Â© Cezary, 4-year-old, and Kajetan, 6-year-old, help cast a ballot at a polling station during Poland’s parliamentary election in Warsaw, Poland, October 15, 2023. REUTERS/Aleksandra Szmigiel
By Marek Strzelecki and Karol Badohal
WARSAW () -Poland’s incumbent Law and Justice (PiS) party was narrowly ahead in Sunday’s general election, exit polls showed, but the liberal opposition appeared to secure a majority, raising the possibility of an end to eight years of nationalist rule.
The Ipsos exit poll gave PiS 36.8% of the vote, which would translate into 200 lawmakers in the 460-seat parliament. Opposition parties, led by the liberal Civic Coalition (KO), were projected to together win 248 seats, with the KO seen winning 31.6% of ballots cast.
Official results will start coming in later on Sunday.
KO leader Donald Tusk, 66, a former European Council president, has vowed to mend Warsaw’s relations with Brussels, which have been strained under PiS by numerous clashes over issues such as judicial independence, LGBT rights and migration.
“Democracy has won … This is the end of the PiS government,” a jubilant Tusk told party members on Sunday evening.
With war raging in neighbouring Ukraine and a migrant crisis brewing, the EU and Washington have been watching the vote closely, although both PiS and its mainstream opposition support NATO-member Poland’s key role in providing military and logistical support to Kyiv.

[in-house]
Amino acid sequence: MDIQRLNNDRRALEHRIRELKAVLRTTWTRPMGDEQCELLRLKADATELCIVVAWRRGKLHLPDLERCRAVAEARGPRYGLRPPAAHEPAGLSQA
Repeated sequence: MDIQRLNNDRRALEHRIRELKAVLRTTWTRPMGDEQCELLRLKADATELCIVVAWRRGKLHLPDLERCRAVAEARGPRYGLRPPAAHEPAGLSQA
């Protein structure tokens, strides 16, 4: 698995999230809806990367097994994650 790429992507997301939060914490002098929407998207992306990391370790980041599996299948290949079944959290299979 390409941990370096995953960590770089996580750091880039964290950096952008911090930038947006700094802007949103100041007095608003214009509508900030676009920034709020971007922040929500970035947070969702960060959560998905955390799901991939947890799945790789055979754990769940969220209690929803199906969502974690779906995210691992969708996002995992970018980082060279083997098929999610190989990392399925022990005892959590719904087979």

If official results confirm the exit poll, Tusk and his allies from the centre-right Third Way and the New Left may have to wait weeks or even months before getting a turn at forming a government.
President Andrzej Duda, a PiS ally, has said he would give the first shot to the winning party, suggesting Prime Minister Mateusz Morawiecki would have the chance first. But with the far-right Confederation scoring 6.2%, below expectations, he will have few obvious allies, experts said.
“We are facing an intense few weeks,” said Anna Materska-Sosnowska, a political scientist from the Warsaw University.
In addition to its democratic record, which critics say has eroded basic checks and balances, PiS is accused of deeply polarising Poland.
It had cast the election as a choice between security from unfettered migration, which it says its opponents support, and a creeping Westernisation it sees as contrary to Poland’s Catholic character.
Reflecting mounting discontent in the former Soviet bloc country over what critics say has been backsliding on democratic standards and women’s rights on one hand and the cost of living on the other, turnout appeared to reach the highest level since the collapse of communism in 1989.
Many voters from Warsaw, where KO usually wins, traveled to PiS-supporting villages outside the capital to cast votes. Broadcasters showed long queues still forming outside some voting stations even after the election had ended.
PiS leader Jaroslaw Kaczynski, 74, told officials gathered at the party’s headquarters in central Warsaw that it was not clear whether Sunday’s showing would translate into a new term in office.
“We have to have hope that regardless of whether we are in power or in opposition, our project will continue … We will not let Poland lose … the right to decide its own fate.
PiS, which denies eroding democratic standards, says its reforms aimed to make the country and its economy more fair while removing the last vestiges of communism. It has built its support on generous social handouts and a pledge of more independence from Brussels.